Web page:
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In New Book, Roman Mars Celebrates Little Bits Of Design That Are Left Unnoticed


Roman Mars has made a career out of noticing things other people might not. On his podcast, "99% Invisible," he investigates the bits of design that are all around us if we take the time to look. Take the average city street.

ROMAN MARS: One of the first things I love are sidewalk stamps, which are put there by construction companies that lay down the sidewalk. I love taking pictures of those. I love the street graffiti, colorful marks that are put down there by the utility companies to make sure that they don't bust some petroleum line open and cause a fire. I see curb cuts, and I think about all the history that went into making it so that the city was a little bit more accessible for people. I see stories everywhere.

SHAPIRO: Roman Mars has collected some of those stories in a new book. It's called "The 99% Invisible City: A Field Guide To The Hidden World Of Everyday Design." It celebrates the functional, serendipitous and often beautiful ways that humans have shaped their surroundings.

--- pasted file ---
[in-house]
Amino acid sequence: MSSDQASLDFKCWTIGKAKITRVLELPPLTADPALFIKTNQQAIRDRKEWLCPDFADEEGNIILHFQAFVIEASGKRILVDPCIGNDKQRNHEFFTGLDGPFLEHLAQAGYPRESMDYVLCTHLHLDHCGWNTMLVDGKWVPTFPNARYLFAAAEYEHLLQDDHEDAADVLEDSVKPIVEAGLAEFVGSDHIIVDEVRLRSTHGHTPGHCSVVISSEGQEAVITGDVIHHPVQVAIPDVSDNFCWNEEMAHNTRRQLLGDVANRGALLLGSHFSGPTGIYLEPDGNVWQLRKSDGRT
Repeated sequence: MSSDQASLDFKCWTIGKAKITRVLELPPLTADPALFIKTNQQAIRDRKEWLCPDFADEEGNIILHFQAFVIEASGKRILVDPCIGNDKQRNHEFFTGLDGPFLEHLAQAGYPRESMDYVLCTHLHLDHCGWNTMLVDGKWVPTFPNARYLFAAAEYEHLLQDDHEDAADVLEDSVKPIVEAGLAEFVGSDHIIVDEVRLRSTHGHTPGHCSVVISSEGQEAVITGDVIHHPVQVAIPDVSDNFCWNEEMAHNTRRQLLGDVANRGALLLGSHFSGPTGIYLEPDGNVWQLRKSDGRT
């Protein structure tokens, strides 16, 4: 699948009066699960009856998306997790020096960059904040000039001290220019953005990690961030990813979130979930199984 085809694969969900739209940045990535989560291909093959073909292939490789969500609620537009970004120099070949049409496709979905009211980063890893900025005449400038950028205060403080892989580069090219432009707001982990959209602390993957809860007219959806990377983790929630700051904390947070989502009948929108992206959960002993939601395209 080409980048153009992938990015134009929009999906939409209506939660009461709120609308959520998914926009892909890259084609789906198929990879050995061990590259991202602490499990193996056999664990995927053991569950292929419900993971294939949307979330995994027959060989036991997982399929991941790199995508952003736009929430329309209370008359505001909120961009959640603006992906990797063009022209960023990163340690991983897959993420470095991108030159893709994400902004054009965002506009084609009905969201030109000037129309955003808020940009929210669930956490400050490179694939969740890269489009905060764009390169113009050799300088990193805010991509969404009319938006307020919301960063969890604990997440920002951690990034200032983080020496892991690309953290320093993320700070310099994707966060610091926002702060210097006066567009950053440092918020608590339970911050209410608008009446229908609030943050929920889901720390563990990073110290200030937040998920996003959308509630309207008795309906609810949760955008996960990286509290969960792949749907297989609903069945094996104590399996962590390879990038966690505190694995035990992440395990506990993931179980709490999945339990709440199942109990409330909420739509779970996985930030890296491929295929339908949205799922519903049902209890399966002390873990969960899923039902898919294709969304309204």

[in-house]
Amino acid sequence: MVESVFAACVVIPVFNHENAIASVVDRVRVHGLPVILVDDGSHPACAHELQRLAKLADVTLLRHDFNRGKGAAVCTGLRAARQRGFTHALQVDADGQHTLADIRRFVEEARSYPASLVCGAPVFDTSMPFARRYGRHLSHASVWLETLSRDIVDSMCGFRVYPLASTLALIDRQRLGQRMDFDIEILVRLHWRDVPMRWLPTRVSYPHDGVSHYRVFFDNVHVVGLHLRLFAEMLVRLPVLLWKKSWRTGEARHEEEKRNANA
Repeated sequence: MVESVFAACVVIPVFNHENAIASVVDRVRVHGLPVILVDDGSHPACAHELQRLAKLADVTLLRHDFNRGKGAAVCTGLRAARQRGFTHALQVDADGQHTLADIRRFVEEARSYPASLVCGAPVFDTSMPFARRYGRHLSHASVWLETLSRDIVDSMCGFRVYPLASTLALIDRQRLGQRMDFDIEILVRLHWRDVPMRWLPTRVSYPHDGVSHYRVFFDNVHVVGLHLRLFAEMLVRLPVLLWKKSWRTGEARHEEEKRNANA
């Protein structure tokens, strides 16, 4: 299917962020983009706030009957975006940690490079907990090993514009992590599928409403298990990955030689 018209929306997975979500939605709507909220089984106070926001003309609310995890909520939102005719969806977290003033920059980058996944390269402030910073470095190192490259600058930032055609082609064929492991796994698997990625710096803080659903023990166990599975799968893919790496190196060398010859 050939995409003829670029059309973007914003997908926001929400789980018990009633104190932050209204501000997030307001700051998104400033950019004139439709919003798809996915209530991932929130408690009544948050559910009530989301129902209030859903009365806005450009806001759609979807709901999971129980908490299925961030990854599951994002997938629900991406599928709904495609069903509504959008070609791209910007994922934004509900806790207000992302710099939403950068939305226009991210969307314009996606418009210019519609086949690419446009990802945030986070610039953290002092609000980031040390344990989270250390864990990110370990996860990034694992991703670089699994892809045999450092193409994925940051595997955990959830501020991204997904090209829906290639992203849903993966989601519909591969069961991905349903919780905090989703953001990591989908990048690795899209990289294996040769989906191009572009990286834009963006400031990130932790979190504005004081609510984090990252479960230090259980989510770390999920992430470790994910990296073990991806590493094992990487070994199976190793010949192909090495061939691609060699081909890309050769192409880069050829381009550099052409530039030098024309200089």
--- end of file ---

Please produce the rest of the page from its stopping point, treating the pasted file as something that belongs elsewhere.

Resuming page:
MARS: I have to admit I'm not, like, wired to be a really optimistic person by nature. And so, really, something changed in me when I started doing the show. I really do see a lot of designers and people thinking about the well-being of the populace in the built world. And it's kind of a lovely thing to be turned on to. You know, mostly, like, we tend to notice the design that fails. We notice the oven that we have and the knob that we don't know which burner it goes to, and we have to look it up every time, even though...

SHAPIRO: (Laughter) Right.

MARS: ...We've been living in the house for 10 years, or we can never remember what light switch goes to which socket. But good design is kind of invisible, which is, like, the source of the show. And when I notice those things, not only do I appreciate them; I really appreciate the people who made them, even if I don't know who they are.

SHAPIRO: Some of the entries in this book are top-down designs, like things that have been created by architects or urban planners, and then others are bottom-up, things that local people in a community might demand or create themselves. And those two occasionally come into conflict. Like, tell us about guerrilla grafters.

MARS: Yeah. This conversation between the people in a city and a city is one of my favorite things to talk about. And so one of the things that people can do is because plants are so phenotypically and genetically pliable, you can cut off a piece of a branch and graft another branch onto it, and the tree will grow that other species of tree on it.